As sole armourer I acted as emergency gunner at the starboard Vickers machine gun position. Approaching Millingimbi we encountered two Japanese float planes, which were on reconnaissance, probably "Jakes”. I did not see either aircraft from my position and both were believed to have been shot down by accompanying Spitfires flown by Flying Officers Fred Young and Bill Combes. It was a great night at Millingimbi.
During the encounter a firing pin on one of the Spitfires 20mm cannon broke. My "armoury" consisted of a plank placed on two petrol drums and, with the assistance of a welder from a passing work boat, the pin was built up with high tensile steel and filed into perfect shape with excellent results.
Millingimbi was quite a relief after Strauss, with swimming and a little paddling in the Mission dugout canoe, between squadron duties. A little damper cooked on the lid of an oil drum over an open fire, by the friendly natives, was a rare treat.
We moved to the Drysdale River Mission airstrip, at Kalumburu, which was the closest base to Portuguese Timor and very busy. It was also an ideal sand crash strip for aircraft in trouble, and a jumping off and refuelling point for No 31 squadron Beaufighters from Coomalee Creek, south of Darwin. Dili and the Barbar Islands were regular targets. Drysdale was classified as a forward Operation area after a Japanese air raid in 1943 when, tragically, the Very Reverend Father Thomas Gil and two natives were killed when the Mission was hit.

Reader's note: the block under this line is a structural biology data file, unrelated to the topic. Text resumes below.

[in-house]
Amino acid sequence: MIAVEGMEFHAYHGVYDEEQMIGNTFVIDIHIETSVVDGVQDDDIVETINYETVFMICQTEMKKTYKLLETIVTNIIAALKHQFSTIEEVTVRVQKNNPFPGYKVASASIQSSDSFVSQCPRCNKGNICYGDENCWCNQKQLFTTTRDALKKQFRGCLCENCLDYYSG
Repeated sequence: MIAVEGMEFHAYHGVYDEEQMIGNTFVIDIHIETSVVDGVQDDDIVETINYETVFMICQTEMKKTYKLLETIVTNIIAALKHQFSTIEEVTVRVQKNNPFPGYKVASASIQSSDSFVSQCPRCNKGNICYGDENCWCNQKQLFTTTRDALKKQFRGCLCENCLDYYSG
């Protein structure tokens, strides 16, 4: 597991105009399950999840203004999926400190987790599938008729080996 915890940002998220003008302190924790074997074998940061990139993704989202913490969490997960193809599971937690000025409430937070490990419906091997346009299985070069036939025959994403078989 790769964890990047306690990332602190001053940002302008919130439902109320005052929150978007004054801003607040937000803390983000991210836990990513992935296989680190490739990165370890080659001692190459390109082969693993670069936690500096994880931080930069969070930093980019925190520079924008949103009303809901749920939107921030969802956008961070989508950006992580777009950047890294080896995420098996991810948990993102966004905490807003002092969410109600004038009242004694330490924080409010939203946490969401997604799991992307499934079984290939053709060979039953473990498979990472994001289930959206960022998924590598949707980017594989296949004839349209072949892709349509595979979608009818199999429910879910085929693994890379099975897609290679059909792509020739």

Three Spitfires, from 452 squadron, were sent for protection and I was the armourer. It was at the Mission that I celebrated my twenty-first birthday, with eighteen inches of rain falling that weekend. The camp was out of stores due to the rain, but fortunately I had accumulated six bottles of Flag Ale to share amongst those present, a memorable evening. Again, I had the experience of completely stripping a 20mm Hispano cannon as there were no special tools available to free a breech block jammed with the rim of an expended shell case. It was generally recognised that many of our aircraft had been in service for quite some time.